Across Europe – and indeed globally – gas has been partly displaced by coal. Around 21GWh of combined cycle gas capacity has been retired in Europe in recent years: “It’s certainly a factor in keeping a downward pressure on gas prices because you’re taking out a significant demand of natural gas across European energy markets.”
The parallel increase in renewable generation and coal-burning was not anticipated or intended but he emphasises that gas still has a major role to play.
Back in 2012, 16 per cent of homes in the Republic of Ireland gas market were within 20 metres of gas mains but unconnected to gas; around 100,000 homes in total. Considering this situation, he points to the need to ‘sweat the asset’.
“There’s an overall economic benefit, with low incremental spend, to get more people on gas,” Kirwan adds. “You’ve got a reduction in carbon right there of around 33 per cent. There’s an economic benefit versus kerosene and, if it can be economically supported from a connection investment perspective, you are also able to drive down the use of system charges and benefit the wider customer base.”
One of the biggest questions in energy is: “Are we doing enough to make our prices competitive?” The commodity element makes up around 40 per cent of the end user price of gas. System charges then make up a further 35 per cent and “there’s benefit in pursuing greater penetration as a device for reducing costs.” BGE is very supportive of incentivising network companies to sweat their assets more thoroughly and therefore drive down the unit cost of systems.
All suppliers need to be under pressure to drive down operational expenditure but an incentive mechanism is always needed to make the best use of the asset base. He comments: “I genuinely would be supportive of the regulator directing the network company to drive connections and really bring about an incremental benefit from a use of system and carbon perspective. Gas has a role to play.”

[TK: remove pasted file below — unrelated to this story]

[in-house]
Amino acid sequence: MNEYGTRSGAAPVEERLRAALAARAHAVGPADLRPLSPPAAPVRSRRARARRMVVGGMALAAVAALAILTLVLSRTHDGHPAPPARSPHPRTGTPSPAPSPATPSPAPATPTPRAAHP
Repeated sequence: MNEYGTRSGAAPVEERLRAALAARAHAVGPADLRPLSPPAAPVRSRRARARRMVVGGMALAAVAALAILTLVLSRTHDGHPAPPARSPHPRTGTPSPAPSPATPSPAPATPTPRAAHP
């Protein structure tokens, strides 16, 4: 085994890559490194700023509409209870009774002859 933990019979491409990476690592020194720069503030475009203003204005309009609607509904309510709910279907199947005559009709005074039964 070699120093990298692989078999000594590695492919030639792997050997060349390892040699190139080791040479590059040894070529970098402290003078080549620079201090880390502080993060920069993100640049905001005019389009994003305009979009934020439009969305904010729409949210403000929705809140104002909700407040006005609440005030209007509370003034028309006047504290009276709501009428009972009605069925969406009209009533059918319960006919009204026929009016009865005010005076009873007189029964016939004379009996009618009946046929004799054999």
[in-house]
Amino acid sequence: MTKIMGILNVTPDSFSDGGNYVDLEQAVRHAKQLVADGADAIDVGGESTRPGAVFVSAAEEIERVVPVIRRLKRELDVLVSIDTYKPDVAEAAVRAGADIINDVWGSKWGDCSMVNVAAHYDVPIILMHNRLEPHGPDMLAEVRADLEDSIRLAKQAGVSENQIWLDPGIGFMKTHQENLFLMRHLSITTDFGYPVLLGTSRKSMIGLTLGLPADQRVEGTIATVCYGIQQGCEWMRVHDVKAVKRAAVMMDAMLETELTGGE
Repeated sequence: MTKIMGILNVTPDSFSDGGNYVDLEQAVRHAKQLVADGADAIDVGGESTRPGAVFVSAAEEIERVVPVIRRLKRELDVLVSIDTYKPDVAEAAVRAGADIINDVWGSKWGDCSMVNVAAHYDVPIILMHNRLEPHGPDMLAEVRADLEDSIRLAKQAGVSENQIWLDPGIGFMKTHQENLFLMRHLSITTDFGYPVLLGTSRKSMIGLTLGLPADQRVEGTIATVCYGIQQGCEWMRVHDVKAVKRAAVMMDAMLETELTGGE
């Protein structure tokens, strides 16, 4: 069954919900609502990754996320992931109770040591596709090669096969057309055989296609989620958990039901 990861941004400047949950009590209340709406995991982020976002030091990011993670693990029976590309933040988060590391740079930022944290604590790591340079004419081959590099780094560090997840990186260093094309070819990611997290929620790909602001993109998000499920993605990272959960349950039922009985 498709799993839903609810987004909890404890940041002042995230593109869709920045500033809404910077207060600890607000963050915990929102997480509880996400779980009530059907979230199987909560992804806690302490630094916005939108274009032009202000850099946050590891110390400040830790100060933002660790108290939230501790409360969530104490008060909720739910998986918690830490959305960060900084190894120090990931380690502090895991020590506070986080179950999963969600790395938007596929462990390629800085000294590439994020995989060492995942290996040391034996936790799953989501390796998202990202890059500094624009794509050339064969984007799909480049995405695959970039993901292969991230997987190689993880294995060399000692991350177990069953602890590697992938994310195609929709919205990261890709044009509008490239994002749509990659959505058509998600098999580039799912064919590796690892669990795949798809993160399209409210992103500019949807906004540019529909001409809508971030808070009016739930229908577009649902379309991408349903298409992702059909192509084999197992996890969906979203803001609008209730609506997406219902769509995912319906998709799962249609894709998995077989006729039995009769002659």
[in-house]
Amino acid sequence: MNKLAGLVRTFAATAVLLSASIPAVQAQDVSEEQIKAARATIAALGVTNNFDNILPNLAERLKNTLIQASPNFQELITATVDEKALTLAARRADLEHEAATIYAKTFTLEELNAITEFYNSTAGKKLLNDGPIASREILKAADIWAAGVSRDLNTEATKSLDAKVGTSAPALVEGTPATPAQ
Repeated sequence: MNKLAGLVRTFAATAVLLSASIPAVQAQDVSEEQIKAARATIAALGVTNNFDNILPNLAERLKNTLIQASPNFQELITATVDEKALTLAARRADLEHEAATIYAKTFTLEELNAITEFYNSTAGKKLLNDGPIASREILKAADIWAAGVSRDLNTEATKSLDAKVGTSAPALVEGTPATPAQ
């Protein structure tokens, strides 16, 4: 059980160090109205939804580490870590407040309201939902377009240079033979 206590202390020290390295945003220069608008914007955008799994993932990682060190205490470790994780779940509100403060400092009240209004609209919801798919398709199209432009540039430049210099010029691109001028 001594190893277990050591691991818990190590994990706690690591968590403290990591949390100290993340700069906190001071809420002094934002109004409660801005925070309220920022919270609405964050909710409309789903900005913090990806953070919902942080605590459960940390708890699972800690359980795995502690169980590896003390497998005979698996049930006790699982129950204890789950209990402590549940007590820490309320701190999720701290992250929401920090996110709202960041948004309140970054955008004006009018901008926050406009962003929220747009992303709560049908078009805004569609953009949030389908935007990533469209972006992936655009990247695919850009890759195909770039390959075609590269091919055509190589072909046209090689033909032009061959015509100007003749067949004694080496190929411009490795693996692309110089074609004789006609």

Bord Gáis put considerable thought into setting up the firmus business in Northern Ireland i.e. increasing connections, and driving down the use of the system for the benefit of society and the Irish gas customer.
Security of supply
Natural gas represents 25 per cent of Ireland’s primary energy market. Asked if security is still an issue, he notes a perception that “the heat was taken out” of the security of supply question by the economic downturn.
“We think that gas customers – more so than electricity customers – have certainly tightened belts and are endeavouring to use less product,” Kirwan explains. “We face a different challenge in electricity, how people use electricity is changing with the advent of more and more smart technology etc.
We are shifting usage patterns but not necessarily reducing overall use.”
As an issue, security of supply for gas hasn’t gone away and he questions if there is a market signal that will lead to a solution. BGE took the exploration of underground cavern storage in Larne forward along with GDF Suez but it was not commercially viable because of the geological structure. The business case was also unclear i.e. whether the market would have supported significant investment in storage for Ireland.
“Clearly, we’re all looking to Corrib and we’re looking forward to the day gas flows from it,” Kirwan continues. “Back in 2003, I was involved with the contract negotiations to build the line from Galway and that pipeline has been waiting to flow gas for quite a considerable amount of time.”